A couple of years ago a friend was continuing to try to help Risk and Finance effectively coordinate their use of data, and asked me how would I get started on helping them.
I noted that the fundamental problem in some instances is the imprecision of our language. We use a single term which actually refers to different things to different people.
Solving this problem can take a couple of different paths. The easier part of this is when we really are talking about something completely different, find a way to use a different term. This is often done in data modeling by using a term like “arrangement” for many different kinds of contracts or “involved party” when talking about customers or vendors or employees or participants. Simply using a different word can help.
In other cases though, the problem is not that simple. In these cases we are speaking about the same thing, but only a part of it in one case, and another part in another case.
If we take the above approach when talking about financial measures, it can lead us down the long-traveled road of simply duplicating data, which then allows each party to accumulate the transactional amounts independently, and call them something different, because they aren’t the same thing.
But this approach increases reconciliation, because the basic building blocks of data came from the same place.
A different approach can be helpful in these instances. It isn’t a new concept, having been used for years, but perhaps is not as well known as it should be. The concept is called step ups.
>>> Related Post: Metric Engine and Step-ups <<<
Almost all analytical processes start with a balance. A balance accumulates business events over time, giving a perspective of what has happened, and how it stands at a particular point in time.
If we used a swimming pool analogy, the total volume of water in the pool has been broken down into measurable pieces, each of which we have given a name. The metric of our swimming pools analysis might be called a gallon.
Now, the Risk team might accumulate individual gallons one way, and the Finance team another way, yet they might both use the “pool” to describe the resulting “balance,” the amount of gallons they have accumulated.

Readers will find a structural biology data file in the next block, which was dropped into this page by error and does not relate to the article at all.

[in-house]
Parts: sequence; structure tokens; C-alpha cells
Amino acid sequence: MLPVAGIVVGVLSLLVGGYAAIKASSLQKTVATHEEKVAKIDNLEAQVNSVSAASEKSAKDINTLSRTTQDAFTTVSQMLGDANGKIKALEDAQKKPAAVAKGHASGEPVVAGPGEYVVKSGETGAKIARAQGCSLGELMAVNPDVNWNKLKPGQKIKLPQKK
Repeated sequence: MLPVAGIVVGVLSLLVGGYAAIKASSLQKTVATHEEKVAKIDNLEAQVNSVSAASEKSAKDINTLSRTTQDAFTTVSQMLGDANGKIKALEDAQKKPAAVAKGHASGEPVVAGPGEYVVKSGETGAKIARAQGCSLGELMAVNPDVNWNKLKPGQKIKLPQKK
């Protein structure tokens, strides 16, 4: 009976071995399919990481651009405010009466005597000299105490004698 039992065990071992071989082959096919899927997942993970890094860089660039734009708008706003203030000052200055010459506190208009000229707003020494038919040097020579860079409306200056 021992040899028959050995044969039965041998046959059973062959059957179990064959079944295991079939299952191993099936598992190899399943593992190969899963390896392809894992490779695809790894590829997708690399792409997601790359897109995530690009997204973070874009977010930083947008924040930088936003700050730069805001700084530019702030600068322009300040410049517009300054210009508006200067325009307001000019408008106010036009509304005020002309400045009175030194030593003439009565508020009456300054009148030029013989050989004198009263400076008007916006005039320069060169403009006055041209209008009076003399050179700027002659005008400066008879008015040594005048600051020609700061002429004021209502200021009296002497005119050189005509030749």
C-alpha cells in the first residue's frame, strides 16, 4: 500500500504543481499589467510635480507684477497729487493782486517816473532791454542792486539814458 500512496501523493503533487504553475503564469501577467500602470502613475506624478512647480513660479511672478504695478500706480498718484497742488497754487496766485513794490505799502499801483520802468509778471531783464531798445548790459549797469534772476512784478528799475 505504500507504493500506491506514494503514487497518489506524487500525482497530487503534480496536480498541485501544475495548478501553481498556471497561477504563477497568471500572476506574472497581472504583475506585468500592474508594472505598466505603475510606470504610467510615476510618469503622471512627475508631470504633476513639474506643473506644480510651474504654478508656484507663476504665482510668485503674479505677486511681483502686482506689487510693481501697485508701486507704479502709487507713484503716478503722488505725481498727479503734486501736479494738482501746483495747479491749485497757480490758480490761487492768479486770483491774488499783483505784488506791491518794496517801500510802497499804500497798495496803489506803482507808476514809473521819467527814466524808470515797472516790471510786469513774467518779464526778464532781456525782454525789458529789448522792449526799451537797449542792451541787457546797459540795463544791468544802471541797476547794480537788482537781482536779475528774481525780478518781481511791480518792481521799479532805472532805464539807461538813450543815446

Often though, in our analysis of these “gallons” one asks why the finance “pool” and the risk “pool” amounts are so different.
>>> Related Post: The Power of Step-ups <<<
A step-up allows us to give a name to a portion of something that might be shared with others.
Imagine in our swimming pool analogy, there are actually multiple parts to a pool. A modern world-class competitive pool may in fact be one pool. But it can be configured into multiple smaller pools for different purposes. When we speak of pool, what exactly are we talking about?
A divider might be placed at one end next to the diving board which creates the diving well. Another two dividers might break the remaining 50 meter pool into two 25 yard pools.
Thus at it smallest practical configuration, it might be composed of:
- A diving well
- One 25 yard pool
- Another 25 yard pool
- A left over amount to get to a 50 meter pool
If one says pool, what specifically are they referring to?
The gallons in one of the 25 yard pools “balance” could be copied into the larger total pool “balance.” If one finds that the measurement of the 25 yard gallon balances were wrong, then the total pool balances might also be affected. This would require two different adjustments.
And reconciliation of the individual parts to the total pool gallons would also be another needed step if the components and all combinations are all maintained individually.
This problem is endemic to our measurement systems.
>>> Related Post: Step-ups in a Data Supply Chain <<<
An alternative is creating the individual pieces in such a way that (1) they can receive a unique name and (2) be accumulated to create balances which reflect the larger parts of which they are sub-components.
If the individual pieces above are the foundational building blocks of our swim pool metric, then we don’t have to maintain individual balances for:
- The total pool
- The 50 meter pool
- Or some other combination
This sort of approach works for all kinds of metric analysis.
For example, loss reserves, which is something Risk has a distinct interest in and often calculates for finance, can be broken down into its individual components. Those that require booking in the finance system can be named distinctly from those that are not required disclosures.
The metrics being maintained are not duplicated; there is no reconciliation required between balances. Adjustments and updates are applied to individual units. Clarity is gained about the constituent parts to our analysis are.
The world becomes more orderly.
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